If I am “okay”, that is not as good as “well”. In French, there is another term « comme-ci comme-ça » which basically means “so-so”. Of course, “okay” might be considered better than that, or the same thing as that, depending on the person. “Okay” means that there is nothing wrong with me, but “well” is a positive term. Not only is there nothing wrong with me, but I am also thriving. However, I believe that OK is now accepted, so you could try reporting it. Or did you mean without “Hello” or Good morning”, I should not have shortened it, because that is still required. I fixed that now.
What are you using? On phones, you can hold the key down on the on-screen keyboard and options will come up that you can choose from. On a computer you can use an International English keyboard layout that you can choose and type ‘ and c to get ç or you can add a French keyboard layout if you prefer and switching back and forth can be done with a Control key plus a number which you can choose.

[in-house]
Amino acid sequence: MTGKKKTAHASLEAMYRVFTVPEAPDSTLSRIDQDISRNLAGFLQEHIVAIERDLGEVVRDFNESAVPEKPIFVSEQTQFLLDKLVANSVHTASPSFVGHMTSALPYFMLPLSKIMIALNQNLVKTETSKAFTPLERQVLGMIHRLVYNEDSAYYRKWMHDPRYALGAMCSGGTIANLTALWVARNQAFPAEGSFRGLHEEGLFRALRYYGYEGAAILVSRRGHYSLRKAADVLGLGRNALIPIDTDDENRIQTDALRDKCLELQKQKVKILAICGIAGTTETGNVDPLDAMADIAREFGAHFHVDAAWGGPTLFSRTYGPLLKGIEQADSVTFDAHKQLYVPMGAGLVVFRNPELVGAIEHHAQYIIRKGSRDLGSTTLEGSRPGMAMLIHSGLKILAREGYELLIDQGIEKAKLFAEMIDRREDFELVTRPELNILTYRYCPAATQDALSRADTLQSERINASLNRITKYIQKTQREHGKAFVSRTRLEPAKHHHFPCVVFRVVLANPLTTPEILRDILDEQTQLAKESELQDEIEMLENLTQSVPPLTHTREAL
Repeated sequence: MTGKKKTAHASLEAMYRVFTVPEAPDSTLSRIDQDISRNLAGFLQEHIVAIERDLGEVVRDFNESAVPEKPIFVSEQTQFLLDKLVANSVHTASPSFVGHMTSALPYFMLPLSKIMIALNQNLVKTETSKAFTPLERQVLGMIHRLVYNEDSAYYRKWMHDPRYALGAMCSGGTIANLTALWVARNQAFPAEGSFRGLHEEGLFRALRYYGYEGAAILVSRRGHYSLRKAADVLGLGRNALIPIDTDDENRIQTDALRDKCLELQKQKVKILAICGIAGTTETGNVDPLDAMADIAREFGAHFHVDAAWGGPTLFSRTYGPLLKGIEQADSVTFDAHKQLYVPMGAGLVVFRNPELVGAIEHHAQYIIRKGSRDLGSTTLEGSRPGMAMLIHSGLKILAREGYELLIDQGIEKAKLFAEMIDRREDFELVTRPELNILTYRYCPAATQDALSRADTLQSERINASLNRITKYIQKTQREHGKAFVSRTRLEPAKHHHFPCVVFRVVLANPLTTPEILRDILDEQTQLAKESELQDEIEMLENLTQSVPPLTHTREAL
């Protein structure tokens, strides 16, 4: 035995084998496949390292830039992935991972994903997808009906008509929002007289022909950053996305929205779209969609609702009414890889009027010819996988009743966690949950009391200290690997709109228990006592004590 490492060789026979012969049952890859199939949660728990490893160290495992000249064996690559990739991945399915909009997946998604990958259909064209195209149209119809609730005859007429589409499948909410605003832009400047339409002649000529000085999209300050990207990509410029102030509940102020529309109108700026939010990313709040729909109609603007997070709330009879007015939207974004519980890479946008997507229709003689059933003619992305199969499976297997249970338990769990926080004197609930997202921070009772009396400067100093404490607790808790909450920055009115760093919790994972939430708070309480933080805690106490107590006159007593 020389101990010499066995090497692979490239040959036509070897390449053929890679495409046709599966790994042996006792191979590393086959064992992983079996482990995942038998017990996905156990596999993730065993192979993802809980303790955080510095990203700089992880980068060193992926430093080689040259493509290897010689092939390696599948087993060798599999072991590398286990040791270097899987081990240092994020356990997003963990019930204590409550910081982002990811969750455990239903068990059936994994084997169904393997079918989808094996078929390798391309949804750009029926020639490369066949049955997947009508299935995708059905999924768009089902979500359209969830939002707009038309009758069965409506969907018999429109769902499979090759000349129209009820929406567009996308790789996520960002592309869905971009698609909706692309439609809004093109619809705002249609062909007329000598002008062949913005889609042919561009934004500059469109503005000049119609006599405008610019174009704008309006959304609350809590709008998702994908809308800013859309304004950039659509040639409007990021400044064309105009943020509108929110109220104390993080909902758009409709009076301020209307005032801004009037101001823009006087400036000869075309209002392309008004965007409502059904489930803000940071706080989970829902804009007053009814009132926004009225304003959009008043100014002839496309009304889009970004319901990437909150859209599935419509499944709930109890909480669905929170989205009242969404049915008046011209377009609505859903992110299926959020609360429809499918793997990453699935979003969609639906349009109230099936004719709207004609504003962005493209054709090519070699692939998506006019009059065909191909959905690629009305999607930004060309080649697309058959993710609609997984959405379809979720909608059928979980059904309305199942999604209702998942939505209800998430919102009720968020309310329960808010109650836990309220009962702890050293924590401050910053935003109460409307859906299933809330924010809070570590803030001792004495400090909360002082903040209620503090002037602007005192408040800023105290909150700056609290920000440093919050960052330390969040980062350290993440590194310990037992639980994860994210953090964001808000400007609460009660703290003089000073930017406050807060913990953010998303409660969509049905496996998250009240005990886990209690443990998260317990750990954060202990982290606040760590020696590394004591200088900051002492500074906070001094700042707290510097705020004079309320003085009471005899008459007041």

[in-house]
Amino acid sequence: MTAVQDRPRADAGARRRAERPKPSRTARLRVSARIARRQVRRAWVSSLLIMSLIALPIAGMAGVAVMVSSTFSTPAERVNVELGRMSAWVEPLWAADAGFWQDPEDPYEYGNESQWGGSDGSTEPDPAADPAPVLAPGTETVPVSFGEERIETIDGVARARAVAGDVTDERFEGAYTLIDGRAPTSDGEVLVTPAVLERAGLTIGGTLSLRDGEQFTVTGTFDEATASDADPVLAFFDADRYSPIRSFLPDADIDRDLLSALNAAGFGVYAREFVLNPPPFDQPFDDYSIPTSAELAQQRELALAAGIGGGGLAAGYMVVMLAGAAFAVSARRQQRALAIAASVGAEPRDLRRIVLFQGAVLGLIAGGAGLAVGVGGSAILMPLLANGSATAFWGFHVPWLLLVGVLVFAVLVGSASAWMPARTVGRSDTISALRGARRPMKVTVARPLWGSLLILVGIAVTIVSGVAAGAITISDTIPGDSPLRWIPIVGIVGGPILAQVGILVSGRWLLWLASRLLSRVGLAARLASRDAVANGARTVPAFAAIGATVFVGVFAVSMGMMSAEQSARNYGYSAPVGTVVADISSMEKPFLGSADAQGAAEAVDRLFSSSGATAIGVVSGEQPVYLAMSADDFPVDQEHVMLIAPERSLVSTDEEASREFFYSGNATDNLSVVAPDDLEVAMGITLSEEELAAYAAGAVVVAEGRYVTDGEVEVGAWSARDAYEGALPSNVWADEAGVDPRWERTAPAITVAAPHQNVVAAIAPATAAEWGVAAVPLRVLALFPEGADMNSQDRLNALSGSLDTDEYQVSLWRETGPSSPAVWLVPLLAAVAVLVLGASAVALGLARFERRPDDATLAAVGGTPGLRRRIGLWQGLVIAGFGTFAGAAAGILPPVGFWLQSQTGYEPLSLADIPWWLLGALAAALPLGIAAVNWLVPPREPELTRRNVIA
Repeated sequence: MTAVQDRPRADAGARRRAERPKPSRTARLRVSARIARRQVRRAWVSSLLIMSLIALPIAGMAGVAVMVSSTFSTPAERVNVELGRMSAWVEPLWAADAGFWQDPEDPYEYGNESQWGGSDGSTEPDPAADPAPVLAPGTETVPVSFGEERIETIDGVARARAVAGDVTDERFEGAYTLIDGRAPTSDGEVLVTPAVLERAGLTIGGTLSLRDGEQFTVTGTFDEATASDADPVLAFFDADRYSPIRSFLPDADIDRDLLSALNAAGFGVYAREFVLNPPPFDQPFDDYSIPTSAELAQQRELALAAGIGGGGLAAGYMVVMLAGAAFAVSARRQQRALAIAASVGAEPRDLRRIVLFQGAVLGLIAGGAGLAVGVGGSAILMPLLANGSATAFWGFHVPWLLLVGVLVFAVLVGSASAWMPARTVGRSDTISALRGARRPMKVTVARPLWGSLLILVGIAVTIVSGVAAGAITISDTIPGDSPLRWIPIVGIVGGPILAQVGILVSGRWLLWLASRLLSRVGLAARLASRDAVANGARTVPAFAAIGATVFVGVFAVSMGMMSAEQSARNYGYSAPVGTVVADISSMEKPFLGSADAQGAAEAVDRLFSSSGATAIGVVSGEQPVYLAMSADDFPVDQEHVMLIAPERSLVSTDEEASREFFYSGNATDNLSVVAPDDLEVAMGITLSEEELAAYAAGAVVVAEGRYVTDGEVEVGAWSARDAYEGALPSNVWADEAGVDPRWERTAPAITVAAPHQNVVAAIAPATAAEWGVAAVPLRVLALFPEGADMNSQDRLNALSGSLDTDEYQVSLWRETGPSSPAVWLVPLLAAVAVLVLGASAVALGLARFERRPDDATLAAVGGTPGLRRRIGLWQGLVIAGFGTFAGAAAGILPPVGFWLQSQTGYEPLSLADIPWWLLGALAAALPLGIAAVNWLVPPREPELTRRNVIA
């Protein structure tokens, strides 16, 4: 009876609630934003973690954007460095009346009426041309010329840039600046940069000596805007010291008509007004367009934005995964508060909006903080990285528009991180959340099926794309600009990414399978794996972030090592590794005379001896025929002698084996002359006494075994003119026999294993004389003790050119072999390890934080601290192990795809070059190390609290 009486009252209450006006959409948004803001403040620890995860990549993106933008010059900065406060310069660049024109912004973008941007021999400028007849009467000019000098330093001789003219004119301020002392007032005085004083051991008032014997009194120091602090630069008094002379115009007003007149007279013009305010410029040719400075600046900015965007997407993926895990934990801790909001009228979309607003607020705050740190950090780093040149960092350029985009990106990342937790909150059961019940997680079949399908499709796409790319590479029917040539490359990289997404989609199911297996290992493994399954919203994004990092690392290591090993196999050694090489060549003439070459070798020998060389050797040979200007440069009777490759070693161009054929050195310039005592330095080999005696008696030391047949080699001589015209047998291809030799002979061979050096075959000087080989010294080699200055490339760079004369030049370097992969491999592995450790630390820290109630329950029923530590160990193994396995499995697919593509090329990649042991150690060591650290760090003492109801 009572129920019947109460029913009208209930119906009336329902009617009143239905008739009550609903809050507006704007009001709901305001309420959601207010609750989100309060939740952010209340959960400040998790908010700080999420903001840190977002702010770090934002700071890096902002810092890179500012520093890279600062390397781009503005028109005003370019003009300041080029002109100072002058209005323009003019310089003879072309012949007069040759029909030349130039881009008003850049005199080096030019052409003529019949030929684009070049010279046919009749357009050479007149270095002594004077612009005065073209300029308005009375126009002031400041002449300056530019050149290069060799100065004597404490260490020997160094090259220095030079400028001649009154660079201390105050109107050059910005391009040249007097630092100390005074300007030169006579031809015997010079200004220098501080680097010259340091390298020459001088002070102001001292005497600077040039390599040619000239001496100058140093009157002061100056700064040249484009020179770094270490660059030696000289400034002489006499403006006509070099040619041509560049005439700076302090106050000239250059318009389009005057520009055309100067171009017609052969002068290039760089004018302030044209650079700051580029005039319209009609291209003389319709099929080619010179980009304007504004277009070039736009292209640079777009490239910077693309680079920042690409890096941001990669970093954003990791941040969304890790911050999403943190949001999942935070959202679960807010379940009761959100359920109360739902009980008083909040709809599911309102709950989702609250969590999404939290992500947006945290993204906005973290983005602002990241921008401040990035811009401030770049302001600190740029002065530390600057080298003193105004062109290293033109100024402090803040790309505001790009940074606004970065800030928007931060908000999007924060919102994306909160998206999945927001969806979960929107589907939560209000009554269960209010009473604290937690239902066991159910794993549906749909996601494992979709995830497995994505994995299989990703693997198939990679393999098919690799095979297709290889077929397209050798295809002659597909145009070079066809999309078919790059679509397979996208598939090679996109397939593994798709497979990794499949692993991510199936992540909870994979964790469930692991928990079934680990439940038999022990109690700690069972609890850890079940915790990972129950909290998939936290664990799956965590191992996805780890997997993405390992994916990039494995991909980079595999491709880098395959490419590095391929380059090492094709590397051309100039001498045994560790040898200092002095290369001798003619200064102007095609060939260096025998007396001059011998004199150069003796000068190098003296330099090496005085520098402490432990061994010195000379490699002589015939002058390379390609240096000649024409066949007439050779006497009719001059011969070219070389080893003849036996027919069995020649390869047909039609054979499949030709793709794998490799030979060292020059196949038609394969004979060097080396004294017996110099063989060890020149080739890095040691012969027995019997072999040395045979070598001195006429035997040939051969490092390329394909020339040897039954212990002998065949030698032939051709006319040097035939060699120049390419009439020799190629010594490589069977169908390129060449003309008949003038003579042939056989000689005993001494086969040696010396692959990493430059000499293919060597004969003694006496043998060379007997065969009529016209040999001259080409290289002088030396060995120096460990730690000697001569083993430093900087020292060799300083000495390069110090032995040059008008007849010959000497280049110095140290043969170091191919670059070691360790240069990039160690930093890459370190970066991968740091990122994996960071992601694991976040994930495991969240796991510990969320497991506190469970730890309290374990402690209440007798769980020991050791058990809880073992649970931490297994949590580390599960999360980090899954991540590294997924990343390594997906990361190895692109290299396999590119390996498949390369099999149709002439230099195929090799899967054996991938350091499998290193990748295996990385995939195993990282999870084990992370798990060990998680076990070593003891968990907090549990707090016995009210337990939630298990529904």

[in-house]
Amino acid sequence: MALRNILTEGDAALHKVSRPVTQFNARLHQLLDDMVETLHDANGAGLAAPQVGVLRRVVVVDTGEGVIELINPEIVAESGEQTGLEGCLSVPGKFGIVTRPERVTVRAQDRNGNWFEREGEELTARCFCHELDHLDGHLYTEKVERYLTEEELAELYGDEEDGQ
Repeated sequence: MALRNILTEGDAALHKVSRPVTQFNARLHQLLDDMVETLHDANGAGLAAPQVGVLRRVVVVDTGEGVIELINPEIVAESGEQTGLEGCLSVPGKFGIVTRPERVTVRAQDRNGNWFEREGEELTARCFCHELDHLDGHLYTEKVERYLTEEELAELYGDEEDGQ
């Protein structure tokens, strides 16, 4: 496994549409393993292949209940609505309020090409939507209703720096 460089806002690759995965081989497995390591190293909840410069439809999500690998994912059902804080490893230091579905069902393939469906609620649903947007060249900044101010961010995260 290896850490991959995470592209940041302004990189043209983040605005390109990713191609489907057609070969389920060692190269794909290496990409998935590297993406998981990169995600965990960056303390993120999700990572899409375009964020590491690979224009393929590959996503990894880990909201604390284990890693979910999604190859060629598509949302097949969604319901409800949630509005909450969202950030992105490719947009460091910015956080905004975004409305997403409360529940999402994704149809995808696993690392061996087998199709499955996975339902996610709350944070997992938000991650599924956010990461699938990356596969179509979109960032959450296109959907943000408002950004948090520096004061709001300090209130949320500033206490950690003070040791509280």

If you mean a word that is specialized in English, sometimes you must translate it to another word in English first, and then translate it to French.
With a question mark at the end, those are questions asking you how you are, but without those are answers to the question and it is not uncommon to shorten things.
« Comment ça va ? » « Ça va bien. » How are you? I am well.
« Ça va ? » « Oui, ça va bien. » How are you doing? or Is it going well? or You okay? Yes, I’m doing fine. or Yes, I’m OK.
« Ça va bien ? » « Oui, ça va. » Literally Are you well? Yes, I am well. Are you okay? Yes, I’m okay.